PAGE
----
A Law Career

When Medical Bills Take On A New Meaning

by Ruby Mckinney

Most people are aware of the rising cost of medical treatments. Even minor issues can end up costing thousands of dollars. Unfortunately, an auto accident can cause victims to incur a great deal of medical bills. If you have been hurt through no fault of your own, your medical costs could be borne by the at-fault driver's insurance carrier. Keeping this in mind, you might not realize the impact your medical treatment and its associated costs can have on the compensation you receive as a result of the wreck. To learn more about the strong connection your medical bills bear on your personal injury compensation, read on.

Are Your Medical Bills Being Paid?

Most people are glad to have their medical bills paid after an accident. In most cases, the other driver's insurer will foot the bill for anything they deem necessary and usual for your care. Usually, minor accidents that result in minor injuries are covered in full. Problems can occur, however, when the cost of medical treatment rises. Insurers can slow payments, question claims, and deny coverage for things they consider outside the scope of coverage.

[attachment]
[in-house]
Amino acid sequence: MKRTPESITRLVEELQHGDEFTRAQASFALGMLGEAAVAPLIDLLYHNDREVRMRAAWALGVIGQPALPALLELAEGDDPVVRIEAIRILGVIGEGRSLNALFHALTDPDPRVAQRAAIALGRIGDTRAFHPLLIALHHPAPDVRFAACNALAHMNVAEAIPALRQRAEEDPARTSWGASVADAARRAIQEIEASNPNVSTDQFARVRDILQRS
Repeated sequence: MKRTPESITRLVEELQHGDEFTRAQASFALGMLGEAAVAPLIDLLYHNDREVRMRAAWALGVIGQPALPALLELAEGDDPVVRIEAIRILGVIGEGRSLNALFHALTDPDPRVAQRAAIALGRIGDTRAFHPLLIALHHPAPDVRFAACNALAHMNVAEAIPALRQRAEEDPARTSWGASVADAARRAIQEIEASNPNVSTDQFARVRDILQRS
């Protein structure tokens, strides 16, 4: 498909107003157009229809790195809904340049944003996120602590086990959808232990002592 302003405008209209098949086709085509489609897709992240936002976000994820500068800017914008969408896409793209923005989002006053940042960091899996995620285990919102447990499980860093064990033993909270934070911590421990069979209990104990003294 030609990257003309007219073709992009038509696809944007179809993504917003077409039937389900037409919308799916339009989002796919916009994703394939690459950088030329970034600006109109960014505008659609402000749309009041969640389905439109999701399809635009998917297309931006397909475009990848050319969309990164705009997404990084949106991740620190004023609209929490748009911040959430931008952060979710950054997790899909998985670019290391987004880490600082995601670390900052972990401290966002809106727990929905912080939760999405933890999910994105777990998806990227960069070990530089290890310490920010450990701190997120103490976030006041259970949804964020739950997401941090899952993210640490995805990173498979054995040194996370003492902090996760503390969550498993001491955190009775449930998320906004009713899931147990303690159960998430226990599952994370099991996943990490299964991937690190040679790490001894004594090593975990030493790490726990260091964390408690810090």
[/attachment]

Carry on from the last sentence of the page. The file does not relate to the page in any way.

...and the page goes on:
Why the Cost Matters

Unless you are having issues with payment of your medical bills, you might not be aware of the costs as they climb. It's in your best interest to keep up with your medical bills, receipts, billing statements, explanation of benefits, and other medical paperwork. If a bill goes unpaid, you will be billed and collection actions could begin in a surprisingly short period of time. Unpaid medical bills can result in bad marks on your credit eventually. You must take action quickly when medical costs are not being addressed by the insurer.

The Pain and Suffering Medical Cost Connection

An accident can cause not just physical injuries but damage to your emotional status. Personal injury law addresses that loss and calls it pain and suffering. The way pain and suffering is figured varies but often it depends on the dollar cost of your medical bills. The medical treatment cost is multiplied by a number that is based on the seriousness of the injury and that becomes your pain and suffering payment. That means that the cost of your medical care is connected to the compensation you end up being paid for mental distress.

You should not need to deal with unpaid medical bills. Speak to your personal injury attorney about the importance of medical care and what you should receive for your pain and suffering.